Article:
A High School Teacher Attends
His First SIGCSE Symposium
Alfred C Thompson II, Bishop Guertin High School
Attending SIGCSE for the first time as a high school teacher can be a bit intimidating. First off there are all
those impressive people with PhDs who teach at schools
where you probably would not have been accepted as a
student let alone a faculty member. The people who write
the textbooks you teach from are likely to be there. How are
you, a lowly high school teacher, going to be accepted by
those who live in the lofty towers of academia? It will turn
out pretty well for the most part, but you don’t know that yet.
Add to that I was giving a sponsored talk for a major company in front of an audience of high-powered academics and
my stress level was through the roof at my first SIGCSE. How
would the talk be received? Would someone blast me from the
audience as an industry toady? Would my sponsor company
who was paying what seemed like a lot of money for my travel
and hotel be disappointed in me? Let’s face it there were a lot of
things that could go wrong.
That first presentation went well. Some people I had been
warned about asked good questions in a tone of voice that indicated interest and respect rather than distain and dismissal.
Even better, they seemed happy with my responses. Good thing
I was well prepared.
More relaxed after my presentation I was able to attend
many useful sessions and learn quite a bit that was useful for
my own teaching practice. It turns out that there really is a lot of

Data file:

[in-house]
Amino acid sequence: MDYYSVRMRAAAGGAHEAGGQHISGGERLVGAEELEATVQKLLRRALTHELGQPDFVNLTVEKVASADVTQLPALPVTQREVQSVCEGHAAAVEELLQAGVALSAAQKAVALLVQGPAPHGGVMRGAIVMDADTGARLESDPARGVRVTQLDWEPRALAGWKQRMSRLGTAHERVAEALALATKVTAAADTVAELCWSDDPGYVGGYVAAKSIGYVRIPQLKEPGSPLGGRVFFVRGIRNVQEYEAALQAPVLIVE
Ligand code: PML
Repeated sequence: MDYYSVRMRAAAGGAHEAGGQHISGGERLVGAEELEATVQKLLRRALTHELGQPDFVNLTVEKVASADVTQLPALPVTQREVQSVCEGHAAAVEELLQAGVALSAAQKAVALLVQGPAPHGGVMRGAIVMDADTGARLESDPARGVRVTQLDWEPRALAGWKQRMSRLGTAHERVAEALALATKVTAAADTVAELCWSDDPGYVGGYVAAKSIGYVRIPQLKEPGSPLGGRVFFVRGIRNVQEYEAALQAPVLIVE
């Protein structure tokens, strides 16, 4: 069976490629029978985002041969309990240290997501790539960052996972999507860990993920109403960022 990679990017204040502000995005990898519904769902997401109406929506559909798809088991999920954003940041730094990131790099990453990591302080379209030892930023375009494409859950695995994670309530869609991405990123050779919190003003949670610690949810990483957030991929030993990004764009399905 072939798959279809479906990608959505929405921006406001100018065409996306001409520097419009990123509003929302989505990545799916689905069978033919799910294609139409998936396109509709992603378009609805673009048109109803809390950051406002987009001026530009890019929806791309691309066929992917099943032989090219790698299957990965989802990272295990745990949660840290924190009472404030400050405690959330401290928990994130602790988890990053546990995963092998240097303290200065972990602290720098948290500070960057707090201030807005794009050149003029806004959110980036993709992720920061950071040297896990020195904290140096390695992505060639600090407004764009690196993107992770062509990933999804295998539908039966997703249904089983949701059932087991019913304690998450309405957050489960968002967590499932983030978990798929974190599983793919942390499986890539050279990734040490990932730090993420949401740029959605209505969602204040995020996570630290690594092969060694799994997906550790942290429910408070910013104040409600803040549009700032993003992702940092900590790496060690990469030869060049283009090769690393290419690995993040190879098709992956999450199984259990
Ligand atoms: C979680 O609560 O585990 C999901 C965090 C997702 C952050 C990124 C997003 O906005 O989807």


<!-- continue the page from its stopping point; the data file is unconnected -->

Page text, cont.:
overlap between first year university CS courses and advanced
high school computer science like the Advanced Placement
Computer Science courses. Teaching techniques also have
many similarities at all levels of teaching.
SIGCSE was an opportunity to connect with people on a
more personal level. In many ways, the conversations in the
hallways and break areas are as useful as the sessions. When
an attendee uses them to build a personal network of friends,
as many do, these conversations become even more useful over
time. Over the years, I have developed friendships with uni-
versity faculty members, other high school teachers, industry
researchers, and other people interested and committed to ad-
vancing computer science education. SIGCSE has had a major
role in developing my teaching practice, my involvement with
promoting computer science education, and me as a person.
I’ve come a long way thanks in part to SIGCSE.
The author is very grateful to all the SIGCSE attendees who have made him feel
welcome and taught him so much.
Alfred C Thompson II
Computer Science Department
Bishop Guertin High School
DOI: 10.1145/3276307 Copyright held by author/owner. Publication rights licensed to ACM.
SIGCSE has had a major role in
developing my teaching practice,
my involvement with promoting
computer science education,
and me as a person.